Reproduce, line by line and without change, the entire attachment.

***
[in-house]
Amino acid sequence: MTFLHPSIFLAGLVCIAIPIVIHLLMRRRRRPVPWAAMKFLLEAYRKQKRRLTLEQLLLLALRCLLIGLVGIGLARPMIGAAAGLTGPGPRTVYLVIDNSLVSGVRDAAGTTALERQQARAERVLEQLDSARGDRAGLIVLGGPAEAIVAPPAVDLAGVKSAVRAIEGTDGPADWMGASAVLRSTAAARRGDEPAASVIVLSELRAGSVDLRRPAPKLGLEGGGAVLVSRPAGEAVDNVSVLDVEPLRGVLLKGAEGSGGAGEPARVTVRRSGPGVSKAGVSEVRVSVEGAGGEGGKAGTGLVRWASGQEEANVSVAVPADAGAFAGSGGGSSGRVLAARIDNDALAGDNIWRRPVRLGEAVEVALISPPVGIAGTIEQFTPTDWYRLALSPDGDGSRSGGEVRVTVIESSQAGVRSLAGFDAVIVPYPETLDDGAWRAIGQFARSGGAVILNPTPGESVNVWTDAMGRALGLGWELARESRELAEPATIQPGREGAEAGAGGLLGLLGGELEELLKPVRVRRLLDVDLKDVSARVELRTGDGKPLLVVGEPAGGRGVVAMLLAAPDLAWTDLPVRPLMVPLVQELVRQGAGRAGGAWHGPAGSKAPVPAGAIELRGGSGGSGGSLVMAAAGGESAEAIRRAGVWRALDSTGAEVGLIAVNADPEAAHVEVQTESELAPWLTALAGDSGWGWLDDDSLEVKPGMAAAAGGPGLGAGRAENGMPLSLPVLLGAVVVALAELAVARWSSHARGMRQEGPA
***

[in-house]
Amino acid sequence: MTFLHPSIFLAGLVCIAIPIVIHLLMRRRRRPVPWAAMKFLLEAYRKQKRRLTLEQLLLLALRCLLIGLVGIGLARPMIGAAAGLTGPGPRTVYLVIDNSLVSGVRDAAGTTALERQQARAERVLEQLDSARGDRAGLIVLGGPAEAIVAPPAVDLAGVKSAVRAIEGTDGPADWMGASAVLRSTAAARRGDEPAASVIVLSELRAGSVDLRRPAPKLGLEGGGAVLVSRPAGEAVDNVSVLDVEPLRGVLLKGAEGSGGAGEPARVTVRRSGPGVSKAGVSEVRVSVEGAGGEGGKAGTGLVRWASGQEEANVSVAVPADAGAFAGSGGGSSGRVLAARIDNDALAGDNIWRRPVRLGEAVEVALISPPVGIAGTIEQFTPTDWYRLALSPDGDGSRSGGEVRVTVIESSQAGVRSLAGFDAVIVPYPETLDDGAWRAIGQFARSGGAVILNPTPGESVNVWTDAMGRALGLGWELARESRELAEPATIQPGREGAEAGAGGLLGLLGGELEELLKPVRVRRLLDVDLKDVSARVELRTGDGKPLLVVGEPAGGRGVVAMLLAAPDLAWTDLPVRPLMVPLVQELVRQGAGRAGGAWHGPAGSKAPVPAGAIELRGGSGGSGGSLVMAAAGGESAEAIRRAGVWRALDSTGAEVGLIAVNADPEAAHVEVQTESELAPWLTALAGDSGWGWLDDDSLEVKPGMAAAAGGPGLGAGRAENGMPLSLPVLLGAVVVALAELAVARWSSHARGMRQEGPA